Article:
By zclef78, on 10 June 2014
Trips to the big screen are often some of our fondest childhood memories. So it was no surprise that the first UCL Festival of the Arts film event was a popular one as we spent a nostalgic hour reconstructing the space of 1960s cinema in Britain through the memories of cinema-goers.
The tiered flip down chairs of the Sir Ambrose Fleming Lecture Theatre and slideshow of iconic cinematic moments—Sean Connery and Shirley Eaton in Goldfinger, Marilyn Monroe, Breakfast at Tiffanys—set the scene for Dr Melvyn Stokes and Dr Matthew Jones (UCL History) to talk about the findings of their research project, which explores how cinema shaped the collective experience of during a period of turbulent social change.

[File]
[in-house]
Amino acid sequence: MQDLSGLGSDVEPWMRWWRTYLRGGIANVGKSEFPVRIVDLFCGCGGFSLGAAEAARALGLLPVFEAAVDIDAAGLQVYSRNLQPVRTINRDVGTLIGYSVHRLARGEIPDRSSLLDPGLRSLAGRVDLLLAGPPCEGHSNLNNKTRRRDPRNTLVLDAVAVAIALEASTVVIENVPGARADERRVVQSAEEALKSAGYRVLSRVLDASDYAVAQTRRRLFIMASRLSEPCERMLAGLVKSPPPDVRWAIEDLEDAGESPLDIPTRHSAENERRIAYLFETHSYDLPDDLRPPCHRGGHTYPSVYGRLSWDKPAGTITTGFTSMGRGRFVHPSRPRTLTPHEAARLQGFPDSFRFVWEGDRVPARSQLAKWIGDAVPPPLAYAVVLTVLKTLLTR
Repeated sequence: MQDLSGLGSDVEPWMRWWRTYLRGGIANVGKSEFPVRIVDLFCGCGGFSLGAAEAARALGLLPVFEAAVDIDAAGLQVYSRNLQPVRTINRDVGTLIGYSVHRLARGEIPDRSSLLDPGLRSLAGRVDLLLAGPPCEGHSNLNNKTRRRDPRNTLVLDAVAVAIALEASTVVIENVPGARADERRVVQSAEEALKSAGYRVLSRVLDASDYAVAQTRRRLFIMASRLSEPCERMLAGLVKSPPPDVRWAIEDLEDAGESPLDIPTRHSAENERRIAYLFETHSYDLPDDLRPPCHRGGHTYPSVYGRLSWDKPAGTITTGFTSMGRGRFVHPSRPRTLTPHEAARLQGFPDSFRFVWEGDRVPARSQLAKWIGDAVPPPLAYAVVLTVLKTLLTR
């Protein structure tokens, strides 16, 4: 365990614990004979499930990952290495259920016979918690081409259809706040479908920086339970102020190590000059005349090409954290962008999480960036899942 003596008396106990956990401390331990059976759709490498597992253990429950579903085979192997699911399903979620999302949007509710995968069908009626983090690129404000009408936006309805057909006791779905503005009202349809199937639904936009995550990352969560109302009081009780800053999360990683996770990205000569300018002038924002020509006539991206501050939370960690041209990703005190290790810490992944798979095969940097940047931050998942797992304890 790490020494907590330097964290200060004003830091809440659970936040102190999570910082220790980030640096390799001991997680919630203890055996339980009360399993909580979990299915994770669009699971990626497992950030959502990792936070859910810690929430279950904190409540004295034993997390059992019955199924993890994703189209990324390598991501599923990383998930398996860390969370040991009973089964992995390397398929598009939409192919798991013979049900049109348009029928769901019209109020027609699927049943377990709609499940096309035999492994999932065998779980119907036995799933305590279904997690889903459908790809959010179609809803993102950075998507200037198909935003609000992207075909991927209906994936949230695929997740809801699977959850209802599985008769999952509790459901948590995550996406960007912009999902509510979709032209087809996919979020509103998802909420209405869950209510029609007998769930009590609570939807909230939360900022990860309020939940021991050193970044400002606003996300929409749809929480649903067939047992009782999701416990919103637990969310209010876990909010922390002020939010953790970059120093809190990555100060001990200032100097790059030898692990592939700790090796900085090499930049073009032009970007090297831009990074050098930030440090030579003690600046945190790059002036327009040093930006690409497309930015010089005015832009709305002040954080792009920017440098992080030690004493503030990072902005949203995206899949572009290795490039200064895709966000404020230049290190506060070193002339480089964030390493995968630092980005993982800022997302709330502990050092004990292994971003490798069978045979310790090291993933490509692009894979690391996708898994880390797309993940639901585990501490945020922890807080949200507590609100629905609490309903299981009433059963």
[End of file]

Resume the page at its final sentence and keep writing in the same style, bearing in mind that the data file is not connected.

Their research opens up questions about our notions of the relationships between memory, experience and space, as well as questioning received narratives of the 1960s decade.
Dr Henry K. Miller (film historian and critic) complemented their talk with a discussion of his research into the history of the first university film department to open in the 60s at UCL Slade School of Fine Art.